Executive summary

The Development Assistance Committee (DAC) Recommendation on the Humanitarian-Development-Peace Nexus is a unique, common standard aimed at enhancing the effectiveness of collective action in fragile and conflict-affected settings. In advance of the five-year review due by early 2024, this preliminary stocktaking exercise will facilitate joint learning, and feed the high-level Partnership for Peace roundtable in mid-2022.

Overall, one central message emerges: the strategic momentum around the DAC Recommendation must be seized to achieve its full potential.

Adherents to the DAC Recommendation have made visible efforts to implement it

  • The DAC Recommendation is becoming a widely accepted common standard beyond its original signatories. With the adherence of UN entities, the policy dialogue about implementation is expanding to the multilateral system, allowing for a more consistent and meaningful execution of the nexus approach.

  • Disseminating the DAC Recommendation’s principles widely remains an important priority: they must translate into practical and concrete actions that inform organisational processes, partnerships and programming. Messages should be jargon-free and practice-oriented.

  • The nexus approach has helped adherents to manage change within their organisations, each following different strategies, depending on timing, capacities, political will and individual trajectory.

  • Adherents define success in implementing the nexus in various ways. From an operational standpoint, success may be defined both in terms of change in ways of working, and the achievement of sustainable outcomes improving lives in fragile contexts.

Progress has been made across the three areas of the DAC Recommendation

  • Stakeholders have made significant progress in developing a shared understanding of how to reduce risks and improve resilience at country level, notably through the design of collective outcomes. However, co-ordination challenges remain, and joint analysis and joined-up planning must more meaningfully translate into programming.

  • New operational practices reflecting the programming principles of the Recommendation are emerging. Identifying and scaling up good practices requires sustained collective investment in joint learning and evidence. There is little visible progress, however, in strengthening the voice and participation of people affected by crises and fragility.

  • Similarly, the use of nexus-friendly financing models has increased somewhat over the past five years. It is important to learn from these initiatives and integrate them into the humanitarian and development financing architecture in a sustainable manner.

    Table 1 summarises the status of implementation.

Important areas still need attention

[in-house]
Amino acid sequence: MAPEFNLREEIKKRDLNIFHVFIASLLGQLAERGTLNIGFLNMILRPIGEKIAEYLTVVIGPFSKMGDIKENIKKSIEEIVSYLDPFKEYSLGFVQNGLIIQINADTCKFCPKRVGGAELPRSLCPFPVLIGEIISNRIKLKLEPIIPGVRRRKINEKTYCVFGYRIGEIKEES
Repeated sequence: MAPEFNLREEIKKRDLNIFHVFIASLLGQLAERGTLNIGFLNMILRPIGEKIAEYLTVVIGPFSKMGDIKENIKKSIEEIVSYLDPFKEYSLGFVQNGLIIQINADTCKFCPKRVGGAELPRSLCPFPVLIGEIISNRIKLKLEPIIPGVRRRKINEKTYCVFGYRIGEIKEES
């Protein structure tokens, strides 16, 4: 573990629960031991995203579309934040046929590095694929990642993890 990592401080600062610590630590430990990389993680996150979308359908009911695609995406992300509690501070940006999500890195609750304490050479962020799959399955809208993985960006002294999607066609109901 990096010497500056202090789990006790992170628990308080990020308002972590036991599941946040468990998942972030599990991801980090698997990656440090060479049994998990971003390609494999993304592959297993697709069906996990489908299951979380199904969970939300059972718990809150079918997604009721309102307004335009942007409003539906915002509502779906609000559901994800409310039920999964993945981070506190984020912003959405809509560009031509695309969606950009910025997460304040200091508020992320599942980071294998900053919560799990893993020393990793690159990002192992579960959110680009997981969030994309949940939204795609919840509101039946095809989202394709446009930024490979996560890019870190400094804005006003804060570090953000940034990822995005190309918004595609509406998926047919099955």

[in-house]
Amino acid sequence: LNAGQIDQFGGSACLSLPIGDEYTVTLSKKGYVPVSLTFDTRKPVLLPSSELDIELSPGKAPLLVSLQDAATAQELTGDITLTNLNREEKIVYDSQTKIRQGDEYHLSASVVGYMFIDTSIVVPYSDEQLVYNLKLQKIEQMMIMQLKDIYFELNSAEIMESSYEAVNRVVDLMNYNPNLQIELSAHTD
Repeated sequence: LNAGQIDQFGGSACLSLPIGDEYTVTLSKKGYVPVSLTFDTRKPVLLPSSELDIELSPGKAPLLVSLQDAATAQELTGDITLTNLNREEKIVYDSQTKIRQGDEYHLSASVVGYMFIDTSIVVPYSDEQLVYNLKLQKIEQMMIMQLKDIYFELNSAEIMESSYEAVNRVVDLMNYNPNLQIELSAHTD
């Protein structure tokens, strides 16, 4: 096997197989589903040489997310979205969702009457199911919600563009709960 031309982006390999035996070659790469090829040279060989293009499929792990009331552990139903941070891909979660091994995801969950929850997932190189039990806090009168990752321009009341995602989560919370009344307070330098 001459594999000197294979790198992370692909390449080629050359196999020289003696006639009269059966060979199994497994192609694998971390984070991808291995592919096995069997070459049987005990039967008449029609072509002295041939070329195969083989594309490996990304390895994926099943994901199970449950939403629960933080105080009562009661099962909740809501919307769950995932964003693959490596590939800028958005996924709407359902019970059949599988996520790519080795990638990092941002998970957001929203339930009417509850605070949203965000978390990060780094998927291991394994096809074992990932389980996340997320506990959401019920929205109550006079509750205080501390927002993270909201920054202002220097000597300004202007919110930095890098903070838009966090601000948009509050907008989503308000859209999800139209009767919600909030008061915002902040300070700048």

• Short-term interventions for peace must, and can, be better connected to development objectives by enhancing mutual understanding and information sharing among HDP actors. Improving the “nexus literacy” of all these actors is fundamental in this regard.

  • Achieving truly collective outcomes, with joined-up approaches to planning and programming agreed by all key stakeholders in a given context, would meaningfully advance coherence and complementarity.

  • Inclusive financing strategies at country level could significantly accelerate nexus implementation, if designed to support major national processes, while fitting donor funding cycles as far as possible. Financing strategies are not the same as fundraising: they should include bilateral, multilateral and international financial institutions in a process that links financing and programming.

  • Ensuring appropriate resourcing for cost-effective co-ordination remains a challenge. DAC adherents can do more to jointly support the existing co-ordination architecture and identify the best-fit leadership in every context.

  • Political engagement and other tools, instruments and approaches remain underutilised in joined-up efforts across the nexus to prevent crises, resolve conflicts and build peace.

  • The stakeholders closest to the affected communities should be included in a more meaningful way in joint planning processes, in particular local actors, civil society organisations, and national and international non-governmental organisations involved in implementing programmes.

  • Investing in national and local capacities and systems cannot be an afterthought. Collective support and optimal use of public delivery systems for basic social services at national and local levels must remain a priority, even in times of crisis.

  • The HDP nexus should integrate gender equality, climate change and other relevant considerations. It should not become a new, siloed policy area.


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Photo credits: Cover © UNOCHA/Alioune Ndiaye

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